As they sat down for the meal, Mrs. Bennet very much behaved as she usually did. She loudly spoke of what a propitious match Jane had made and began talking about how Netherfield should be decorated differently when Jane was its mistress. Miss Bingley and Mrs. Hurst glared at Mrs. Bennet, but she did not care. She felt that this engagement dinner was as much in celebration of her and what she considered to be her exceptional matchmaking skills as it was in celebration of Mr. Bingley and Jane.
Mr. Darcy took the opportunity of Miss Bingley’s distraction to look at Elizabeth across the table. He knew that he was not making the situation any easier by seeking her out, but he could not resist with her being so close. Her eyes were on his as well, and they shared the look for as long as they dared. Finally Caroline bored of being offended by Mrs. Bennet and turned her attention back to Darcy.
“Perhaps we should having a double wedding, Fitzwilliam,” she said, looking at Jane and Bingley. Darcy knew that it was a ruse. There was no chance that Caroline would be willing to share her attention with anyone else, much less Jane Bennet.
“Oh, yes, that would be a fine idea,” he replied, trying not to see the pain that crossed Elizabeth’s face. “Get all this wedding business out of the way in a single day.”
Caroline looked sour at the idea that their wedding was a ‘business’ to be endured and Darcy managed quite successfully not to smirk. He knew that Caroline had no real desire to be wed to him aside from her desire to be the mistress of Pemberley and he was bitter that he had to give up his chance at true happiness for a superficial marriage. You are the one who proposed to her. She is as she always has been, he reminded himself. However, with Elizabeth sitting directly across the table, he could not help feeling bitter about the situation he was in.
“I’m sure that Jane and I have quite different ideas on what a wedding day should look like,” said Caroline, not even trying to mask her animosity. “I would not want her to feel uncomfortable with a degree of elegance to which she is not accustomed.”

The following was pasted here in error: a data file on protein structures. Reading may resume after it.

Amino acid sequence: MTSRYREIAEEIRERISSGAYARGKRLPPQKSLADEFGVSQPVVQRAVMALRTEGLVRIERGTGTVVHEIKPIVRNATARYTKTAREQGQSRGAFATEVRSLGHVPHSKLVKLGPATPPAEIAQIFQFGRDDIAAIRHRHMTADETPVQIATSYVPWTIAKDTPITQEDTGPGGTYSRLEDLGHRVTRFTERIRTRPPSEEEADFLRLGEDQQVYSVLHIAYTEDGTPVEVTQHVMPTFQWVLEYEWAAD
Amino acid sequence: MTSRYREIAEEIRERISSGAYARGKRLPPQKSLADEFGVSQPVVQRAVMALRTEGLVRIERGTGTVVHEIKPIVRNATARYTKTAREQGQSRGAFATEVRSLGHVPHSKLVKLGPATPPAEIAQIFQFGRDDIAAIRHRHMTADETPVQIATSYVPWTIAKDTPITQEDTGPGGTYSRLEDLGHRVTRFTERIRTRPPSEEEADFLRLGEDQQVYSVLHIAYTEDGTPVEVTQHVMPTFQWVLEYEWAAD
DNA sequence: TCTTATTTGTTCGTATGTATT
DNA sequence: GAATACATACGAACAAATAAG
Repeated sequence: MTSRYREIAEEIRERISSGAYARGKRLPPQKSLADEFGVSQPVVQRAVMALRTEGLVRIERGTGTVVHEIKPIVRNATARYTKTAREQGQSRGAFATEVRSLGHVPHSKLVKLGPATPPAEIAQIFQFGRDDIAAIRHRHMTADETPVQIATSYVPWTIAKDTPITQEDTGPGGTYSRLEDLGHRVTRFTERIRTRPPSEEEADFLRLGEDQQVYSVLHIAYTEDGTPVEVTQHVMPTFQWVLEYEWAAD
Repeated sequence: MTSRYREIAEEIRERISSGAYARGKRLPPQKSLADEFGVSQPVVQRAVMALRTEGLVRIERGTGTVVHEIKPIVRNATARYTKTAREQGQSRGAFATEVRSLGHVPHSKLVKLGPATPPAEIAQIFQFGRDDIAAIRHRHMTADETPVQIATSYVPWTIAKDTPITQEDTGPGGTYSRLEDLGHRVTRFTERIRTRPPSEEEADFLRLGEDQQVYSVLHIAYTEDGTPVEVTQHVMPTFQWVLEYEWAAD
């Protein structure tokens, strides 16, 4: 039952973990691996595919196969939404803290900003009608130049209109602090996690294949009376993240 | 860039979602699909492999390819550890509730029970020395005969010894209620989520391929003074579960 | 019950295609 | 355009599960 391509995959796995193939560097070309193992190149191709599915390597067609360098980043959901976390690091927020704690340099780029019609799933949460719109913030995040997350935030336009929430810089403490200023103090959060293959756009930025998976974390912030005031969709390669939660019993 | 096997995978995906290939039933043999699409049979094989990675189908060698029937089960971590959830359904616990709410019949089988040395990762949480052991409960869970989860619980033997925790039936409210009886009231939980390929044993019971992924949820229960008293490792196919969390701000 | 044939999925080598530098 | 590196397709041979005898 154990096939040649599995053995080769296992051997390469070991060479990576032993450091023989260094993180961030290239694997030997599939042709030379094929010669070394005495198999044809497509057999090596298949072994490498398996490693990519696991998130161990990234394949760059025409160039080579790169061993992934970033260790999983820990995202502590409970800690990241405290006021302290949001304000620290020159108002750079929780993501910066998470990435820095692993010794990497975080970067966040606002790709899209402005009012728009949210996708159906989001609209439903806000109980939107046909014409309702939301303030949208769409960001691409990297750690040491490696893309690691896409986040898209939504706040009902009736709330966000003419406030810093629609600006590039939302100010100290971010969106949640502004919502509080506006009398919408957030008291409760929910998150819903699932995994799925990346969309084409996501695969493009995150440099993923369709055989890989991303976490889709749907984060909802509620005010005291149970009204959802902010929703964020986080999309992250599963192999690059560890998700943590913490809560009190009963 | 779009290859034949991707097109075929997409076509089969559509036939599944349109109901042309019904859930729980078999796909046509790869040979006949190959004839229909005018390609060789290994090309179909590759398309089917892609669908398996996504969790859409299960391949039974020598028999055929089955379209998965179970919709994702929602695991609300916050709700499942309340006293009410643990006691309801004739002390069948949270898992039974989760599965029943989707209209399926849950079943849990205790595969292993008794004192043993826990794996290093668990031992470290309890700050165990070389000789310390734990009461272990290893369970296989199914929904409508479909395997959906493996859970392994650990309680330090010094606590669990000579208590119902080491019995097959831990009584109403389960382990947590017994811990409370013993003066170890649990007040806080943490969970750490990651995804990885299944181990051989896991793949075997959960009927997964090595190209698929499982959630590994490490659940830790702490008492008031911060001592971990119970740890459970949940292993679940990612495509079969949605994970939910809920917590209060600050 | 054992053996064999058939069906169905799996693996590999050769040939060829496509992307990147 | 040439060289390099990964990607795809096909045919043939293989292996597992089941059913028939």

Even if she had felt nothing for Darcy, Elizabeth would not have been able to abide that sneering remark about her sister. “Elegance, I believe, is something one must be born with. No amount of money can buy it if there is a deficiency. Unlike some, Jane was born with a surplus.”
“Ah, Miss Eliza graces us with her wisdom. Please, I am fascinated to hear what you have to say about elegance and love. When is your wedding, again?” Miss Bingley and Mrs. Hurst giggled at each other behind their hands.
“Enough.” The one word rung out clearly in the dining room. It was Darcy. “Miss Elizabeth is quite right that no amount of money can buy good breeding. I will have no wife of mine be this uncivil to anyone, much less to people she is about to be connected to by marriage.” He glared at his fiancee. She turned red and stared down at her plate.
“Caroline, I think you ought to apologize to Miss Bennet and Miss Elizabeth.” Darcy continued sternly.
“My apologies,” Miss Bingley said softly. After that, everyone at the table turned to a new subject to try to mask the embarrassment. Elizabeth was glad that the tense moment was over. She glanced across the table at Miss Bingley. She was staring directly at Elizabeth with an ugly look on her face. Elizabeth suspected that Miss Bingley would search for a way to extract revenge for this humiliation.